Yogeśvara: Just for example, he says that Kṛṣṇa was urging Arjuna to fight. He says, well, that fight has two meanings. One is the historic sense, and the other one is that it's a struggle inside ourselves to get freed of all of the bad situations, to get free of our false ego, to get free of our pride.

Bhagavān: The question is "What is he aiming at?"

Prabhupāda: Unless we understand that what is his aim of discussion, then how we can make progress? (Yogeśvara mentions something in French about Kṛṣṇa and Arjuna) No, why you are bringing Kṛṣṇa, Arjuna? First of all, let us know what is the aim of our discussion, the subject matter of discussion. (French for some time)

Jyotirmayī: His main point when he quotes Bhagavad-gītā is to show that it is a philosophy of action, it is dynamic, that Kṛṣṇa told Arjuna to fight. So there was a war. It is dynamics, not just sentiment, philosophy. It is active.

Yogeśvara: Yeah. Neti, neti. Getting rid of the bad elements.

Prabhupāda: Yes, that is practical, practical action. Yes. (French)

Yogeśvara: So he says, "Therefore we're coming back to our original point of discussion which is that real religion is not a question of a man's motives, but it's a question of his actions."

Prabhupāda: Yes.

Yogeśvara: "What it motivates, what does a man do, how his religion is lived. That's a point."

Prabhupāda: Yes. That we are preaching. In Kṛṣṇa consciousness. We are not sitting idly and smoking gāñjā. It is not like that. (French)

Yogeśvara: So what he's saying is that, "Yes, in this connection, I can compliment you (Śrīla Prabhupāda) for the work that you are doing because," from what he has experienced, "most of the people who are coming from India to preach about Kṛṣṇa, talk about Kṛṣṇa to old people or people who actually don't have any use for Hinduism or spirituality except as a kind of diversion or a drug."

Prabhupāda: Yes.

Yogeśvara: So I think, if I understood.

Prabhupāda: I agree. I agree. He's right. He's right. He's right.

Pṛthu Putra: He wasn't appreciating exactly.

Bhagavān: Did he appreciate? First of all...

Pṛthu Putra: He doesn't appreciate what we are doing exactly. He says, he says, with his Indian, with his Indian, what he's doing with his Indian, what is the name of it...?

Bhagavān: Francend. (Name of paper?)

Jyotirmayī: Franscend.

Pṛthu Putra: Franscend. He says there is many swami and writer come from India and teach to the people, to the western people, what is Kṛṣṇa, what is Indian philosophy, what is God, but they always teach the people who need to be safe, to be, who need something to be safe, and they take it like just a drug or some kind of a dream just to get something to get safe from the material world. But that doesn't mean their action is concrete. That is his point.

Prabhupāda: But we are not doing that. We are, in the material world, we are teaching Kṛṣṇa philosophy, practicing. All these young men, they are actually twenty-four hours engaged in Kṛṣṇa consciousness. We are different from them. (French)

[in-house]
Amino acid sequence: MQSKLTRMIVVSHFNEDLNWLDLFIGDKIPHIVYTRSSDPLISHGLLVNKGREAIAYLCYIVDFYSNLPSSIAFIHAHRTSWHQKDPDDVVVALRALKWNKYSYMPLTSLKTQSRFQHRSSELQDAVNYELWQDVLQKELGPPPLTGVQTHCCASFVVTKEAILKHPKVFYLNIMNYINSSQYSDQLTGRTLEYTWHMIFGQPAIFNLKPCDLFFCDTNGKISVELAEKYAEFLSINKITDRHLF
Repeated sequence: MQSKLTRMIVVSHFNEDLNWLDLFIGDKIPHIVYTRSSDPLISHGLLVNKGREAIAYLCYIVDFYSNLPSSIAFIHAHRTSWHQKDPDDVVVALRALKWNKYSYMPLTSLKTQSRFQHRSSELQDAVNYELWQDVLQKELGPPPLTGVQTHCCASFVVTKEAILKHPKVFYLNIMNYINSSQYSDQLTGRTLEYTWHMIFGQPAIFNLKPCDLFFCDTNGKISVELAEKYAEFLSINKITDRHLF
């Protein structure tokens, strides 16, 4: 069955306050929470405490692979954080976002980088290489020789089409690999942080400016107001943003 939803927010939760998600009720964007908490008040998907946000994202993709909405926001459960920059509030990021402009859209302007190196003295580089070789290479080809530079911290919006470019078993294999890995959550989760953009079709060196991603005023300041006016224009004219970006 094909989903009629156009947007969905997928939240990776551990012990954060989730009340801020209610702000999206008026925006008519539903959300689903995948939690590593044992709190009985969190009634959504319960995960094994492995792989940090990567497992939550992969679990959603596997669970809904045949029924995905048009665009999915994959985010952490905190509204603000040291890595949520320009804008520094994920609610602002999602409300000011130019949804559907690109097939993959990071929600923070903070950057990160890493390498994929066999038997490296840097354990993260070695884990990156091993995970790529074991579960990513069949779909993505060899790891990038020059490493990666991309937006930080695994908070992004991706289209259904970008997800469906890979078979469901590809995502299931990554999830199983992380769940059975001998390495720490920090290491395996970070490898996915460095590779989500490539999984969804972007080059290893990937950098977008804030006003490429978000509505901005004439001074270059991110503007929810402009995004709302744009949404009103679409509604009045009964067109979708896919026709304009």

Pṛthu Putra: He thinks that the people in western world, mostly now they take Indian religion, some religion or philosophy come from India, because the Christian philosophy has some defect.

Prabhupāda: Very good. (French)

Pṛthu Putra: He says the religions that come from India are infinitely richer than the religion we know in the West. And we cannot see only one aspect. He says there is so many faces in Indian religions.

Prabhupāda: Yes. In... The idea of philosophy and religion, that is originated from India. There is no doubt about it. And that original idea of philosophy is practically demonstrated by Kṛṣṇa. The ideal original ideal of religion and philosophy is preached by Kṛṣṇa. And all the ācāryas followed that. (French)

Pṛthu Putra: He said that is the distinction between the dogmatic aspect between the Hindu religions and the western religion.

Bhagavān: What is that? (French)

Pṛthu Putra: He says the western or the Christian religion are marked by dogmatists and they are very...

Prabhupāda: Yes.

Pṛthu Putra: And they have imperialist conception.

Prabhupāda: Hm?

Yogeśvara: He says that western religions are narrow-minded, that they don't have the openness that the religions of the East have in India, for example. And that the West has this capitalist, imperialistic tendency which is also supported by its religion.

Prabhupāda: No. First... Therefore I asked what does he mean by religion. (French)

Pṛthu Putra: He says we can't say... His point is we can't say something. There is so many aspects of religion. There is the bhakti-yoga, by love and by heart. There is the karma-yoga, by action. There's jñāna-yoga, by knowledge. He says if in western countries, we propagate bhakti-yoga, we take the risk of using bhakti-yoga like a drug or something like this, if you are dreaming or something like that.

Prabhupāda: (laughing) Bhakti-yoga by drugs?

Pṛthu Putra: He says, he made the statement...

Prabhupāda: That is...

Pṛthu Putra: ...according to the state of the French people, in right now, in this time.

Prabhupāda: But we do not prescribe drug. We ask them to give up drug. (laughter) (French)

MadhuGopaldas +  and Rishab +
June 28, 0011 JL +
January 12, 0013 JL +
BG: 0 +, SB: 0 +, CC: 0 +, OB: 0 +, Lec: 0 +, Conv: 1 +  and Let: 0 +